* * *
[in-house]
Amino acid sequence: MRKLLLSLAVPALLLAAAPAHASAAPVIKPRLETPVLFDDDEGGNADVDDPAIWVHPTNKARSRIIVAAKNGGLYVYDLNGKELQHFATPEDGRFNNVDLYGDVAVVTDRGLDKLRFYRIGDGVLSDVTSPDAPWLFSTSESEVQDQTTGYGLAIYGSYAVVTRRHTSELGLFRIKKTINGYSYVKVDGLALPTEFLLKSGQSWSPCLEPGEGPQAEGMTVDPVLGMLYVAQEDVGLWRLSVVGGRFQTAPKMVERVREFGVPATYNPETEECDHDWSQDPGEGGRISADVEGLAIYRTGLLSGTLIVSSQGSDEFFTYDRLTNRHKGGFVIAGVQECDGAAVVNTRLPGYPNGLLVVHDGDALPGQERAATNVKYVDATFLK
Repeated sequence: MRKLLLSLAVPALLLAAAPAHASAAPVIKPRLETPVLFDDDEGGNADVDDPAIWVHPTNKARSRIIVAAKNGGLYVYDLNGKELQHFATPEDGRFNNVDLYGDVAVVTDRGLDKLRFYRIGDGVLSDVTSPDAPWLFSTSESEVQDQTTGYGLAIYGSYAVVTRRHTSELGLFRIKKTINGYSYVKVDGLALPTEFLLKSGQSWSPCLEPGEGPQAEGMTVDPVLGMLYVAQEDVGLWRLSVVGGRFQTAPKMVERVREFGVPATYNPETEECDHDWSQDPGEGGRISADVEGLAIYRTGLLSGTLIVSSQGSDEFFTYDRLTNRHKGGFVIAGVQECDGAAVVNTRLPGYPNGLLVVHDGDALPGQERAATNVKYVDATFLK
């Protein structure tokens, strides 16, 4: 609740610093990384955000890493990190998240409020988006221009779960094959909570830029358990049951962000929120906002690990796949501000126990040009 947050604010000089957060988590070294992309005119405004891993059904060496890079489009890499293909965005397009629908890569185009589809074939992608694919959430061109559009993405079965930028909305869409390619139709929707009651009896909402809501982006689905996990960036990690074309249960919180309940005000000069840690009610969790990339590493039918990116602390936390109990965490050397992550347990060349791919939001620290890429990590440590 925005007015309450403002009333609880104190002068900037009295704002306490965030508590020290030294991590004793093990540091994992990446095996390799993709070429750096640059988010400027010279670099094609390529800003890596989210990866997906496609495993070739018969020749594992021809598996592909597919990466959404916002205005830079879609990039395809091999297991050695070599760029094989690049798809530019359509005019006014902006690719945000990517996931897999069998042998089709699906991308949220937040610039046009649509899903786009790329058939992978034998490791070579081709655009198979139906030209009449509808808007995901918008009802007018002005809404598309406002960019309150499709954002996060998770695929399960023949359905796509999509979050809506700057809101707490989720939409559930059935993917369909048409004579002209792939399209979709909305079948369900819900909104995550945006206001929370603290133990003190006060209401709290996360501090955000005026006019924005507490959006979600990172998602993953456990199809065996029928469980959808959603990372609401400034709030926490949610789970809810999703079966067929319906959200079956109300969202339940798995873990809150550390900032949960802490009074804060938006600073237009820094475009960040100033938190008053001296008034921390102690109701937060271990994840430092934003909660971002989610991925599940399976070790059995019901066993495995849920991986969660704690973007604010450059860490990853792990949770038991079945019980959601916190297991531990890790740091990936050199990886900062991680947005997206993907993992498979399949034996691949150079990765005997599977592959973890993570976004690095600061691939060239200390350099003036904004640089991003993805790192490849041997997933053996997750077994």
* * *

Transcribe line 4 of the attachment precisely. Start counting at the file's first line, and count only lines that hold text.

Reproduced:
């Protein structure tokens, strides 16, 4: 609740610093990384955000890493990190998240409020988006221009779960094959909570830029358990049951962000929120906002690990796949501000126990040009 947050604010000089957060988590070294992309005119405004891993059904060496890079489009890499293909965005397009629908890569185009589809074939992608694919959430061109559009993405079965930028909305869409390619139709929707009651009896909402809501982006689905996990960036990690074309249960919180309940005000000069840690009610969790990339590493039918990116602390936390109990965490050397992550347990060349791919939001620290890429990590440590 925005007015309450403002009333609880104190002068900037009295704002306490965030508590020290030294991590004793093990540091994992990446095996390799993709070429750096640059988010400027010279670099094609390529800003890596989210990866997906496609495993070739018969020749594992021809598996592909597919990466959404916002205005830079879609990039395809091999297991050695070599760029094989690049798809530019359509005019006014902006690719945000990517996931897999069998042998089709699906991308949220937040610039046009649509899903786009790329058939992978034998490791070579081709655009198979139906030209009449509808808007995901918008009802007018002005809404598309406002960019309150499709954002996060998770695929399960023949359905796509999509979050809506700057809101707490989720939409559930059935993917369909048409004579002209792939399209979709909305079948369900819900909104995550945006206001929370603290133990003190006060209401709290996360501090955000005026006019924005507490959006979600990172998602993953456990199809065996029928469980959808959603990372609401400034709030926490949610789970809810999703079966067929319906959200079956109300969202339940798995873990809150550390900032949960802490009074804060938006600073237009820094475009960040100033938190008053001296008034921390102690109701937060271990994840430092934003909660971002989610991925599940399976070790059995019901066993495995849920991986969660704690973007604010450059860490990853792990949770038991079945019980959601916190297991531990890790740091990936050199990886900062991680947005997206993907993992498979399949034996691949150079990765005997599977592959973890993570976004690095600061691939060239200390350099003036904004640089991003993805790192490849041997997933053996997750077994």